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Movie Review: Mercy Streets

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Mercy Streets (2000), released on DVD on September 22, is a suspenseful crime drama and inspirational movie written and directed by John Gunn (Dandelion Dust, My Date with Drew).

Mercy Streets, the story of estranged twin brothers (both played by David A.R. White), is a gripping crime drama with an inspirational leaning which deals with love, hate, forgiveness, and reconciliation. In a twist of fate, each brother is thrown into the other's life and must learn — on the fly — what the other brother deals with in life.

2000 on the set of Mercy Streets David, Jon Gunn, Eric Roberts and Kevin Downes, image courtesy of David White's siteJohn is a con man who wants to go legit but Rome just won't let him. Jeremiah is an aspiring priest/preacher who has much to learn about the real world and the woman he loves. A chance meeting brings out all the feelings of hate, betrayal, guilt, and resentment that each brother has tried unsuccessfully to come to terms with for many years.

As the movie begins, John is being released from prison, hopeful of going legit, getting a fresh start and never having to go back to prison. All those hopes are dashed as he is picked up by Rome, the con man who rescued him after his brother abandoned him for dead when he was 14 and nursed him back to health. But you will soon have no illusions about Rome (wonderfully played by Eric Roberts). Rome is hard not to like, but unfortunately we all learn very quickly that he is definitely not a nice man. It becomes very evident that he feels he owns John — lock, stock and barrel. Rome immediately tells John about the 'job' he has lined up for that very day — a con. They haven't even left the prison grounds before Rome lays this on him.

2000 on the set of The scene cuts to his brother Jeremiah behind the pulpit at the church practicing for his first sermon coming up in a few days. He is trying very hard to do well. However, as he is preaching, his best friend, a police officer named Tex, falls asleep, and his beautiful girlfriend Samantha truly tries to appear encouraging despite the fact that the sermon is way too long and boring. Jeremiah lacks any real enthusiasm for life, or a deeper understanding of his topic. And unfortunately, he's not very knowledgeable about women either.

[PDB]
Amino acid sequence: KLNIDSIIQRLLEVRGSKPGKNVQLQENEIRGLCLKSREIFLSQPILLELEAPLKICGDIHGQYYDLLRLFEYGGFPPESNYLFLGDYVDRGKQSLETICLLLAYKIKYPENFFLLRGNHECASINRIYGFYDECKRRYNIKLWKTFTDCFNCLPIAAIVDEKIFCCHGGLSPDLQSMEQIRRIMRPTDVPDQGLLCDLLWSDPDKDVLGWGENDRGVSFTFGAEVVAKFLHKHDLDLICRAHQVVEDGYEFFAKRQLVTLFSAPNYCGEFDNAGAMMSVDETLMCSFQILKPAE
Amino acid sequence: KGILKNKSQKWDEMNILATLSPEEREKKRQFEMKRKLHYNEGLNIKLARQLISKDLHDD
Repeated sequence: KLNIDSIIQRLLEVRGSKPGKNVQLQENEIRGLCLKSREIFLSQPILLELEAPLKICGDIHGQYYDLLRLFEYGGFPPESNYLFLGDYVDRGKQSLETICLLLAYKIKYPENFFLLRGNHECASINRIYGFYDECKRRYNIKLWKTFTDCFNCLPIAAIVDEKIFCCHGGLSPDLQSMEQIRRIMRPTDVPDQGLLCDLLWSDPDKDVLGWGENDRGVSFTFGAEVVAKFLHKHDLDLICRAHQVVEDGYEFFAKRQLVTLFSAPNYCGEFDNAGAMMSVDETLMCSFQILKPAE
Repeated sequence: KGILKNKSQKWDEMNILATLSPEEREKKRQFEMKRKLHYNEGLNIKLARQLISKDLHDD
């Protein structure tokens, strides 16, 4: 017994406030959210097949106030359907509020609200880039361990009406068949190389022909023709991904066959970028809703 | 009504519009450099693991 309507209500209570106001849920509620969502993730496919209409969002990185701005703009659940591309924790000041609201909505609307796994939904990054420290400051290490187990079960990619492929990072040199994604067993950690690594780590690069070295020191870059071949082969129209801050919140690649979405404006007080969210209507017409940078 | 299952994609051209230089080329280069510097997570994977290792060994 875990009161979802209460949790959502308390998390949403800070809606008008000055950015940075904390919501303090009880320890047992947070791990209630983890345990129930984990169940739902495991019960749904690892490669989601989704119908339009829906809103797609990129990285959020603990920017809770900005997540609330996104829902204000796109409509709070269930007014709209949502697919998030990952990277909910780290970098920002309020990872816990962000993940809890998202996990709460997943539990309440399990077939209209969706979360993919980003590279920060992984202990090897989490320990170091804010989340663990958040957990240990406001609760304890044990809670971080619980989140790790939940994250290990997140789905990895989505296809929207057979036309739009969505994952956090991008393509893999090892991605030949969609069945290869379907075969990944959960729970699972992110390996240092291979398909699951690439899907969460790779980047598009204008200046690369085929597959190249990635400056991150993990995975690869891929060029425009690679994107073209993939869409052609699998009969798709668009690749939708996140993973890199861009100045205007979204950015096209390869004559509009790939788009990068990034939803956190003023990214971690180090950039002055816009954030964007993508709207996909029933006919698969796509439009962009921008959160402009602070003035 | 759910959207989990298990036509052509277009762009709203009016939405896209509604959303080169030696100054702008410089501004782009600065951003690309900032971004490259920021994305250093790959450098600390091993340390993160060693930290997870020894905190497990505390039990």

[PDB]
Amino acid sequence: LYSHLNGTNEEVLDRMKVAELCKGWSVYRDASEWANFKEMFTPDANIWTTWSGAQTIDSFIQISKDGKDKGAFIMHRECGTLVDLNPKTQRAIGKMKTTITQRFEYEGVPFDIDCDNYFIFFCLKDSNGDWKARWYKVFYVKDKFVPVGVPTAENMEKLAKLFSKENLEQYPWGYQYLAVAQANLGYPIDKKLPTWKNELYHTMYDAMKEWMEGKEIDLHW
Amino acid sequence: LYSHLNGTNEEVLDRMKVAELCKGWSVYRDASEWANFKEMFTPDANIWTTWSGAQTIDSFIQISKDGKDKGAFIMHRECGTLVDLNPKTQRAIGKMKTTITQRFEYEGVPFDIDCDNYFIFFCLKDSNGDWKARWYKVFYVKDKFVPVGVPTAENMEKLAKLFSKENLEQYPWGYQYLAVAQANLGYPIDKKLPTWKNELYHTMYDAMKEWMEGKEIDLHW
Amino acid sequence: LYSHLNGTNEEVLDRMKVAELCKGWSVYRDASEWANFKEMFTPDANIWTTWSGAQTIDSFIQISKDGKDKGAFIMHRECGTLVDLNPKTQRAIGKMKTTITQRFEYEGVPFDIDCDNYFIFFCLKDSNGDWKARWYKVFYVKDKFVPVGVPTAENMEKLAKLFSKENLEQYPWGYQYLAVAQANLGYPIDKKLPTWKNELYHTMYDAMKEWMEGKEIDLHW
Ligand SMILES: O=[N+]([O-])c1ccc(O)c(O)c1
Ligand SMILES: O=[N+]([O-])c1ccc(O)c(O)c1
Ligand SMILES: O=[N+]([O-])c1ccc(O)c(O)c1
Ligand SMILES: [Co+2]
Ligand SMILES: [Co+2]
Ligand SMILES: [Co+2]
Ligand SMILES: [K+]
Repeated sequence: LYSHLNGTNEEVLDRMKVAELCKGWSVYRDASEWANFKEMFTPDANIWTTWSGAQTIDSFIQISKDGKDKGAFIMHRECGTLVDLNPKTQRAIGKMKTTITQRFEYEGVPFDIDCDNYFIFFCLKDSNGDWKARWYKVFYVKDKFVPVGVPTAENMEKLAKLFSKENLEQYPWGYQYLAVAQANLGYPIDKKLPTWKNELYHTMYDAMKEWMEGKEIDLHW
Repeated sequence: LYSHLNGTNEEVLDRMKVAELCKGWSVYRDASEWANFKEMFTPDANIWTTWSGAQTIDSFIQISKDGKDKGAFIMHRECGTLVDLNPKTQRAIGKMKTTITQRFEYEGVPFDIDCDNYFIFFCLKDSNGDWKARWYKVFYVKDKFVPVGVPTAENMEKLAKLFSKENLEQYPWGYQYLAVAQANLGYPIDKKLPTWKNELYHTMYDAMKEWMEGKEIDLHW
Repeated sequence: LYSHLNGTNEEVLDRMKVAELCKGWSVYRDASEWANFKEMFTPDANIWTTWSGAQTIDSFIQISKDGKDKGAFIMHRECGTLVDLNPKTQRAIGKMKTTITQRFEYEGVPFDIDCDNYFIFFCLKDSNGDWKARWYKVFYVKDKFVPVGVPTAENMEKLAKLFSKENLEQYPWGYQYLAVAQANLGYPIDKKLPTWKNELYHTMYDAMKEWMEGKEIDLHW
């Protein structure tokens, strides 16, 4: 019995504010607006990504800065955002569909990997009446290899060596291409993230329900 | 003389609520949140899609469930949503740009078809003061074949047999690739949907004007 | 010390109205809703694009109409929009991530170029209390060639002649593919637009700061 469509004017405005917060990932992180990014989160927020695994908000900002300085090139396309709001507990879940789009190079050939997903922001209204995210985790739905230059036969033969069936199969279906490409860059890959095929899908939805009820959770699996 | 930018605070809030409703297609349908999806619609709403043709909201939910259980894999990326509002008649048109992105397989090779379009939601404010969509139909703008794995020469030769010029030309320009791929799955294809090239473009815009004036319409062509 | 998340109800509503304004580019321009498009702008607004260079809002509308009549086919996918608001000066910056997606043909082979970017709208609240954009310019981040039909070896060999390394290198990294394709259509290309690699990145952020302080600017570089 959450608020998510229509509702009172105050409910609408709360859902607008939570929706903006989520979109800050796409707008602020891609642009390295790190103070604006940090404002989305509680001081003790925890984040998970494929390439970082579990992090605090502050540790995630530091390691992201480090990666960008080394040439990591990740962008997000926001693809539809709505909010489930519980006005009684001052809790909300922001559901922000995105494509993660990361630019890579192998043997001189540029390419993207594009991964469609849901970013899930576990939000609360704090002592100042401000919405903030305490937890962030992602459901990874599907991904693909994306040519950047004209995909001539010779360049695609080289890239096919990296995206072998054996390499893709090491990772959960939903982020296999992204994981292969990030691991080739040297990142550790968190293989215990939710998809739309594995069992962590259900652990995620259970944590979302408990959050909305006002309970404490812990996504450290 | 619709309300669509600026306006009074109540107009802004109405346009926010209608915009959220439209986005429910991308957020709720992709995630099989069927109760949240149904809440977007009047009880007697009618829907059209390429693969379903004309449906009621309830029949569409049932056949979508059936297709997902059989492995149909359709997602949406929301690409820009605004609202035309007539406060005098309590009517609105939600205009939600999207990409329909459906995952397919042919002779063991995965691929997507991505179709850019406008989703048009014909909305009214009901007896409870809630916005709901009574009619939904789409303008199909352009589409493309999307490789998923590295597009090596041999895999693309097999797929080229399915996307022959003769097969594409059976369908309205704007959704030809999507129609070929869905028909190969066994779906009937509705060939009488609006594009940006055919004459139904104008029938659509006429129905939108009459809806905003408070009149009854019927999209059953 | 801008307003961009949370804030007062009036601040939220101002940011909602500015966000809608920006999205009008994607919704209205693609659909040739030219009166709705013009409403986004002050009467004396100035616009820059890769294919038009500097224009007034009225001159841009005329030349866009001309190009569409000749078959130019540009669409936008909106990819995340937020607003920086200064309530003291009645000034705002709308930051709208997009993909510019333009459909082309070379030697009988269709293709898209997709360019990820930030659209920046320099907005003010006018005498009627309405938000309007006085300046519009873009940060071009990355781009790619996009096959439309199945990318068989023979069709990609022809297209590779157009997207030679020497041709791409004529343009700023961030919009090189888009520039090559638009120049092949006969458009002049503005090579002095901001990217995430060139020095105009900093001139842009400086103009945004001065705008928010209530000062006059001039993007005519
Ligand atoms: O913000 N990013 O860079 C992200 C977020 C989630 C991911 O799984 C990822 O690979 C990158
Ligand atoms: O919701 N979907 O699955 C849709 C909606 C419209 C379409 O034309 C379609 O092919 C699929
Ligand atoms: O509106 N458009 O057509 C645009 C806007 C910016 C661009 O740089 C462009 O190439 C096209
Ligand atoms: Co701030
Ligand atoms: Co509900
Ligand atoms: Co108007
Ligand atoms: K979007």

Both brothers' lives are about to change dramatically and although this is ultimately for the best, it is quite a wild ride getting there.

Mercy Streets is an inspirational movie and surprisingly well done. But is is also a very well-woven crime drama/thriller. This movie was refreshing since many "Christian" movies are not this well developed, nor do they generally have a well-known and superb cast.

I think one of the best things about this film is that although it is a Christian movie, the focus is on — like any other movie — making a movie that anyone would enjoy. John and Rome bring deep and dark elements to the story, although the underlying theme is upbeat and inspirational. It is really more about people's lives, and how forgiveness, understanding, and reconciliation can make a world of difference in anyone's life. You can take away a warm, encouraging, life-affirming feeling, or more if you wish. Mercy Streets has something for everyone.

I thoroughly enjoyed the cast of stars: Eric Roberts (Julia Roberts brother, a prolific and very accomplished actor), Stacy Keach (Micky Spillane's Mike Hammer, The Blue and the Gray, Prison Break, and more), David White, who has starred in many Christian films such as Hidden Secrets and The Moment After, and of course the beautiful Cynthia Watros (best know as Libby on Lost), and a terrific supporting cast. This movie would be worth watching even if it was a bad movie, just to see Eric Roberts in the part of Rome. He does an amazing job with this character, a charismatic, devious, intelligent, and volatile con man.

There are also some bonus features on the DVD. You can watch the movie with commentary, select scenes, and my favorite, "The Making of Mercy Streets" which is so much fun to watch I found myself laughing many times. It shows some of the very interesting tricks in cinematography and staging that they used in the movie.

Mercy Streets has no objectionable content, and would likely be deemed appropriate for most all family members or any audience, except maybe the youngest of children. I personally loved the film.

Video clips from the film are available at Sony Pictures.

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About Fran Parker

  • Hi Lisa, thanks for taking the time to read and comment on the review! I hope you enjoy it as much as I did.

  • Thanks for calling to my attention a film I would not otherwise have heard about.